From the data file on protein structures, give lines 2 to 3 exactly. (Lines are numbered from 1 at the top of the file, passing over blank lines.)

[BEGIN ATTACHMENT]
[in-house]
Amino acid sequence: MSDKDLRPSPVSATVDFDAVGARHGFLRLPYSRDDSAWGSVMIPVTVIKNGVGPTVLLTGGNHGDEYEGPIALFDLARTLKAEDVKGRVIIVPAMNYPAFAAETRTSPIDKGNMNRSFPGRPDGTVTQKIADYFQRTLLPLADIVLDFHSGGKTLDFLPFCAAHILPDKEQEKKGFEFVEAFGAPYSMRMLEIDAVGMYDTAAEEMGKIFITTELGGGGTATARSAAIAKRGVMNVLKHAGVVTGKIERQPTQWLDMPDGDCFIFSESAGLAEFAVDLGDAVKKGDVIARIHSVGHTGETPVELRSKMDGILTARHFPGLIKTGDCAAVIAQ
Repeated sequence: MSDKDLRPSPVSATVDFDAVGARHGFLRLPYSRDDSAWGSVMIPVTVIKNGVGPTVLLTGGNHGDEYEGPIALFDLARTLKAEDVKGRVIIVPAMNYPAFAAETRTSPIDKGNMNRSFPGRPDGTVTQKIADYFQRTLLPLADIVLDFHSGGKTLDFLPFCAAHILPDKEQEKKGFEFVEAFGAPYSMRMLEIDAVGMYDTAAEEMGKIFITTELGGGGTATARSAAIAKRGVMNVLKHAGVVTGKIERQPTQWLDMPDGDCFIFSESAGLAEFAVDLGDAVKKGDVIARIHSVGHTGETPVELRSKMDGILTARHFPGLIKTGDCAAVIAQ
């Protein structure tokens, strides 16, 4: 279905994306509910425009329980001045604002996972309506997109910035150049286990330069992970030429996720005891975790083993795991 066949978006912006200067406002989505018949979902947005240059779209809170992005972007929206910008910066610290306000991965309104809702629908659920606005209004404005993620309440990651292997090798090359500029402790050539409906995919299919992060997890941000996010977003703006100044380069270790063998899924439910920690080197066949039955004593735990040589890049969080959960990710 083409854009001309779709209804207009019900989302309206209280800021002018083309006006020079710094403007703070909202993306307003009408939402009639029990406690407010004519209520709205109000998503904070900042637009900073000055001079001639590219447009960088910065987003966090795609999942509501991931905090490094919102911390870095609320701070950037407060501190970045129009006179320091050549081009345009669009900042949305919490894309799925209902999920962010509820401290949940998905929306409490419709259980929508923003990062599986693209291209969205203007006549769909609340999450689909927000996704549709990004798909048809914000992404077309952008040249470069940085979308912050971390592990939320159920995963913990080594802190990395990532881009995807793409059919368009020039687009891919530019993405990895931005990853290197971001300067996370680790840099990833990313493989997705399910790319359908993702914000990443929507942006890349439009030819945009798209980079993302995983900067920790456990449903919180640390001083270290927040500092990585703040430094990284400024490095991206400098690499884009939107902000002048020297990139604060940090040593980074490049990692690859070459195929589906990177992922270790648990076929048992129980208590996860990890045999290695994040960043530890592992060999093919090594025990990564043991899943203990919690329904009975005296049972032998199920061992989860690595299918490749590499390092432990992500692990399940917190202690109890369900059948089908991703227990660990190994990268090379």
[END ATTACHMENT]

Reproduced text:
Amino acid sequence: MSDKDLRPSPVSATVDFDAVGARHGFLRLPYSRDDSAWGSVMIPVTVIKNGVGPTVLLTGGNHGDEYEGPIALFDLARTLKAEDVKGRVIIVPAMNYPAFAAETRTSPIDKGNMNRSFPGRPDGTVTQKIADYFQRTLLPLADIVLDFHSGGKTLDFLPFCAAHILPDKEQEKKGFEFVEAFGAPYSMRMLEIDAVGMYDTAAEEMGKIFITTELGGGGTATARSAAIAKRGVMNVLKHAGVVTGKIERQPTQWLDMPDGDCFIFSESAGLAEFAVDLGDAVKKGDVIARIHSVGHTGETPVELRSKMDGILTARHFPGLIKTGDCAAVIAQ
Repeated sequence: MSDKDLRPSPVSATVDFDAVGARHGFLRLPYSRDDSAWGSVMIPVTVIKNGVGPTVLLTGGNHGDEYEGPIALFDLARTLKAEDVKGRVIIVPAMNYPAFAAETRTSPIDKGNMNRSFPGRPDGTVTQKIADYFQRTLLPLADIVLDFHSGGKTLDFLPFCAAHILPDKEQEKKGFEFVEAFGAPYSMRMLEIDAVGMYDTAAEEMGKIFITTELGGGGTATARSAAIAKRGVMNVLKHAGVVTGKIERQPTQWLDMPDGDCFIFSESAGLAEFAVDLGDAVKKGDVIARIHSVGHTGETPVELRSKMDGILTARHFPGLIKTGDCAAVIAQ